But writing erotica is different in its learning curve because of the average person’s shocking lack of sexual education  – myself included. And because sadly sex is one of those things people don’t talk about in ‘proper company.’ Though it may be true that there are no stupid questions, people are still embarrassed to ask and embarrassed to seek out answers where sex is concerned. M niece has taught university classes on women’s sexuality, and she says what shocked her most was how little women actually know about their own sexuality.  I have no trouble believing that. Though I’ve always considered myself fairly well informed about sex and extremely aware of my own sexuality, as I began to write erotica I was surprised by my own ignorance.

The frightening thing about ignorance is that it can breed resistance to things that aren’t in our own sexual context. I’ve tried very hard not to be prejudiced about facets of human sexuality of which I don’t know enough to judge. But the battle against resistance is on-going. And interestingly enough, I find that my resistance is directly proportionate to my ignorance.  Not too surprising, really. That’s usually the case with ignorance. We tend to fear and villainize what we don’t understand.

Which leads me back to the high learning curve for erotica writers. True, we write about what we imagine, but our imaginations work better with a basic understanding of as many facets of human sexuality as possible. Not only do our imaginations work better, but our hearts work better as well. Our minds are more open and accepting. The old saying  ‘knowledge is power’ is never more true than where human sexuality is concerned. And one of the fringe benefits to writing erotica is that all that scrambling to do research, to understand why people find certain things arousing, to understand what actually happens on a physiological level when we have sex, to understand the sociology and psychology and science and history of human sexuality, is empowerment.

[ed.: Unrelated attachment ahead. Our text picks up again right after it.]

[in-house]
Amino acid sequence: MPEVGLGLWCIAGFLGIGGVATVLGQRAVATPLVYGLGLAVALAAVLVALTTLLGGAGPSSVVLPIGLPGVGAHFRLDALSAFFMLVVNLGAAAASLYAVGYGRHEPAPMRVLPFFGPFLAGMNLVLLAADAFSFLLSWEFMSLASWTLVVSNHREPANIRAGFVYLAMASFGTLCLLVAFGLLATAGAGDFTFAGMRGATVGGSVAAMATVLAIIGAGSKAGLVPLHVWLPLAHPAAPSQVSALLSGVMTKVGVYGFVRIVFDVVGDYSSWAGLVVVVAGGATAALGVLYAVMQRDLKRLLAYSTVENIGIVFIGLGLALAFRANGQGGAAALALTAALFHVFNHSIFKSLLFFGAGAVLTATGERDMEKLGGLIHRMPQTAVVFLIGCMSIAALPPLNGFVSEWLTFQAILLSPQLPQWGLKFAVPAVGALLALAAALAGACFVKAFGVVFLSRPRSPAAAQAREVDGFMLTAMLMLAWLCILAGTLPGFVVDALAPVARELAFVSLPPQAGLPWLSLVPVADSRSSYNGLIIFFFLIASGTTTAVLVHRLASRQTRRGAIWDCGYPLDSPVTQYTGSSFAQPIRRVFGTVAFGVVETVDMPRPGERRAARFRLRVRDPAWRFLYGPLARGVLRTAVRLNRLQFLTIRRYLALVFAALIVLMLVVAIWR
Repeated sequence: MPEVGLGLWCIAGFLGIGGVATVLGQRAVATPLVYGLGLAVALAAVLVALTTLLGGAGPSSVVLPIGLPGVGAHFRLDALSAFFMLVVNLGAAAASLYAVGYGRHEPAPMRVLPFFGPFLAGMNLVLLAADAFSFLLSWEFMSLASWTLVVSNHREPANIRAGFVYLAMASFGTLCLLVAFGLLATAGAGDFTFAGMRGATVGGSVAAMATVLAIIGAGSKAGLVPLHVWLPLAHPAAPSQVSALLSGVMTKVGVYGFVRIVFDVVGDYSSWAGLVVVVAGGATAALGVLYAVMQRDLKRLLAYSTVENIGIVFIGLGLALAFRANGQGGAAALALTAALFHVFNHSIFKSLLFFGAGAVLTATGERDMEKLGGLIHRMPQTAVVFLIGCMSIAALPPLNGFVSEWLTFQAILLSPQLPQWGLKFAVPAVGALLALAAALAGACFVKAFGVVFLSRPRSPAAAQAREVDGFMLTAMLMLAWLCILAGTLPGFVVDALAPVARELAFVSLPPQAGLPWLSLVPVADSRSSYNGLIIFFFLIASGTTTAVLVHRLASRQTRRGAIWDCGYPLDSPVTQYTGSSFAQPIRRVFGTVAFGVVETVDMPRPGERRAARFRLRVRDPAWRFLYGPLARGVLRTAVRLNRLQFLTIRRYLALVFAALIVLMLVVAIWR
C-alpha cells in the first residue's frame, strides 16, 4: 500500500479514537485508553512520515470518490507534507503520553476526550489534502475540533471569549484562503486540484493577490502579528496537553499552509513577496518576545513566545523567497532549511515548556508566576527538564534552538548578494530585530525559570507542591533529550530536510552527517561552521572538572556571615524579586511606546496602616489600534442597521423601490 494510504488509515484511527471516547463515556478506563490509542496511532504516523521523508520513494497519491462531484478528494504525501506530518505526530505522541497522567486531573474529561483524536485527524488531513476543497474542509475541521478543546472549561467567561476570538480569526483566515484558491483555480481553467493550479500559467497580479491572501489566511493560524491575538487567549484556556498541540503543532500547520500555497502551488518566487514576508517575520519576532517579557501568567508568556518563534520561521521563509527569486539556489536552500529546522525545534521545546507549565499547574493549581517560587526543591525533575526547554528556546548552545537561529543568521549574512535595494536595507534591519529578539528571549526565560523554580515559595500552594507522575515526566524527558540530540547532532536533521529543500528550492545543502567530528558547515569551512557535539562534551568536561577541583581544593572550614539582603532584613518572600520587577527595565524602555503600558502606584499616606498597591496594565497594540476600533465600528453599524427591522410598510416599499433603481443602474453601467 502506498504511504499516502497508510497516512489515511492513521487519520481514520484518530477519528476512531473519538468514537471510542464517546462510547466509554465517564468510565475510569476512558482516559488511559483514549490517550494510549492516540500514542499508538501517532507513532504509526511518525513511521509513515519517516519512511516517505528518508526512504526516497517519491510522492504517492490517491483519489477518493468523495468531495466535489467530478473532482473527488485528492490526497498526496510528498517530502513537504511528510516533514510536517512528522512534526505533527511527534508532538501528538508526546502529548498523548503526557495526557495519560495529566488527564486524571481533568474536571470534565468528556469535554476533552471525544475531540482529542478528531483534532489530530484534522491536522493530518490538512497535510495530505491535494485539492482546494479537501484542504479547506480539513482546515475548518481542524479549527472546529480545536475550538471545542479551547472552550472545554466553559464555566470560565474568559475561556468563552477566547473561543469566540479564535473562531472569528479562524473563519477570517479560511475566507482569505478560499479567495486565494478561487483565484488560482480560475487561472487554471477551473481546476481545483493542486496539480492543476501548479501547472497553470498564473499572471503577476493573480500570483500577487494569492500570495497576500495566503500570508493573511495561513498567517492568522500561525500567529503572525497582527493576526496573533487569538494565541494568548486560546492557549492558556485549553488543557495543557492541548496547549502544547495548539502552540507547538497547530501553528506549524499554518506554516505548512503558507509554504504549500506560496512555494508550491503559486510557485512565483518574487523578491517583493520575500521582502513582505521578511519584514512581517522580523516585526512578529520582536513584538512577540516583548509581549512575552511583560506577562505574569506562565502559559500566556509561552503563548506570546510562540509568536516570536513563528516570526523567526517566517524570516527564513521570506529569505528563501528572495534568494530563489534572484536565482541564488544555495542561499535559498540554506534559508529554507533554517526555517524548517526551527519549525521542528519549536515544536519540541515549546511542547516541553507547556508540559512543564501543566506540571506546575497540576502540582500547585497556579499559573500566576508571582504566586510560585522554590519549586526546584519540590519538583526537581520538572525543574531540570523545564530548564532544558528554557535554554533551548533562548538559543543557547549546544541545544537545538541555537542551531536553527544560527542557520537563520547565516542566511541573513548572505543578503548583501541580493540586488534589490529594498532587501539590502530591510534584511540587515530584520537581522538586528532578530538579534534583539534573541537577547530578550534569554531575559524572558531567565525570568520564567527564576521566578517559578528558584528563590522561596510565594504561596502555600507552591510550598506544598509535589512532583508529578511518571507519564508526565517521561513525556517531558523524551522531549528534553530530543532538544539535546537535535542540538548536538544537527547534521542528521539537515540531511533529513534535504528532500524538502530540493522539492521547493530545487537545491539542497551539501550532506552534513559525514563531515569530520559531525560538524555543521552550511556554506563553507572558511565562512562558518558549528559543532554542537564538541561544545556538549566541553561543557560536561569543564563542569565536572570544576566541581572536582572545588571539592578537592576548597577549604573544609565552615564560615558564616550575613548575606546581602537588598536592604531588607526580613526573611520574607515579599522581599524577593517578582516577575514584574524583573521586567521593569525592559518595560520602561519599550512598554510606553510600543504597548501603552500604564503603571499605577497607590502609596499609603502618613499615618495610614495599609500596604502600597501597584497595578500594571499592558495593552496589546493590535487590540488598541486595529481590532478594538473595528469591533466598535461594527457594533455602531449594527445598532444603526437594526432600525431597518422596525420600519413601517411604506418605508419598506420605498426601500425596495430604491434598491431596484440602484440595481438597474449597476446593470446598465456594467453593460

Empowerment means I can better understand aspects of sexuality in their proper context. It means less reason for resistance; that means less fear. It means more compassion, more asking enlightened questions and more desire to share what I know.

If knowledge is power, then the real power we erotic writers have is the power to share all aspects of human sexuality, the power to portray its many facets openly and honestly and approachably through story. True enough — we don’t set out to educate. We’re mostly all about entertainment, all about fun, but inadvertently we do educate. Inadvertently we open up the windows and doors and let light shine into the part of our humanity that has been kept in the dark far too long.

Yes, I know, I’ve just made all smutters sound like campaigners for the cause, dressed in corsets of righteousness. But the education, the empowerment, the coming to grips with all the many facets of human sexuality, well all that’s a long-winded way of saying —  I write erotica because it’s fun, and the education of K D is just a lovely fringe benefit, one more reason to feel really good about what I do.

 
© 2017 K D Grace
The Romance Reviews